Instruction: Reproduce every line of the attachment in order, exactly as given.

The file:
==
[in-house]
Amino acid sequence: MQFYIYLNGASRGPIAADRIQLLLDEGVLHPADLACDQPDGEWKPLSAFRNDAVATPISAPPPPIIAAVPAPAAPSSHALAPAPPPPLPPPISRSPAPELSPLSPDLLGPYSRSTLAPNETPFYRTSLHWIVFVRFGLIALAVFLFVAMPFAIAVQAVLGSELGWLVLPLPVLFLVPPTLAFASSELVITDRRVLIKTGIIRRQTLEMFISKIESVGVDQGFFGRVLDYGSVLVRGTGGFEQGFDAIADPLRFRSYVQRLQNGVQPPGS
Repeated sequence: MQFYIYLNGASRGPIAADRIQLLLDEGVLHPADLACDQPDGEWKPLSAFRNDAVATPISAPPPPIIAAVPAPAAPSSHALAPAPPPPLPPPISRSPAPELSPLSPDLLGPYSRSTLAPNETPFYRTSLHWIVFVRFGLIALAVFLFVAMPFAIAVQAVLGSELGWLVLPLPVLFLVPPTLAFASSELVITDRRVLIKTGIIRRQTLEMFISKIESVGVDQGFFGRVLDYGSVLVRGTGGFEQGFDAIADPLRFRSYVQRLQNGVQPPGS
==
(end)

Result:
[in-house]
Amino acid sequence: MQFYIYLNGASRGPIAADRIQLLLDEGVLHPADLACDQPDGEWKPLSAFRNDAVATPISAPPPPIIAAVPAPAAPSSHALAPAPPPPLPPPISRSPAPELSPLSPDLLGPYSRSTLAPNETPFYRTSLHWIVFVRFGLIALAVFLFVAMPFAIAVQAVLGSELGWLVLPLPVLFLVPPTLAFASSELVITDRRVLIKTGIIRRQTLEMFISKIESVGVDQGFFGRVLDYGSVLVRGTGGFEQGFDAIADPLRFRSYVQRLQNGVQPPGS
Repeated sequence: MQFYIYLNGASRGPIAADRIQLLLDEGVLHPADLACDQPDGEWKPLSAFRNDAVATPISAPPPPIIAAVPAPAAPSSHALAPAPPPPLPPPISRSPAPELSPLSPDLLGPYSRSTLAPNETPFYRTSLHWIVFVRFGLIALAVFLFVAMPFAIAVQAVLGSELGWLVLPLPVLFLVPPTLAFASSELVITDRRVLIKTGIIRRQTLEMFISKIESVGVDQGFFGRVLDYGSVLVRGTGGFEQGFDAIADPLRFRSYVQRLQNGVQPPGS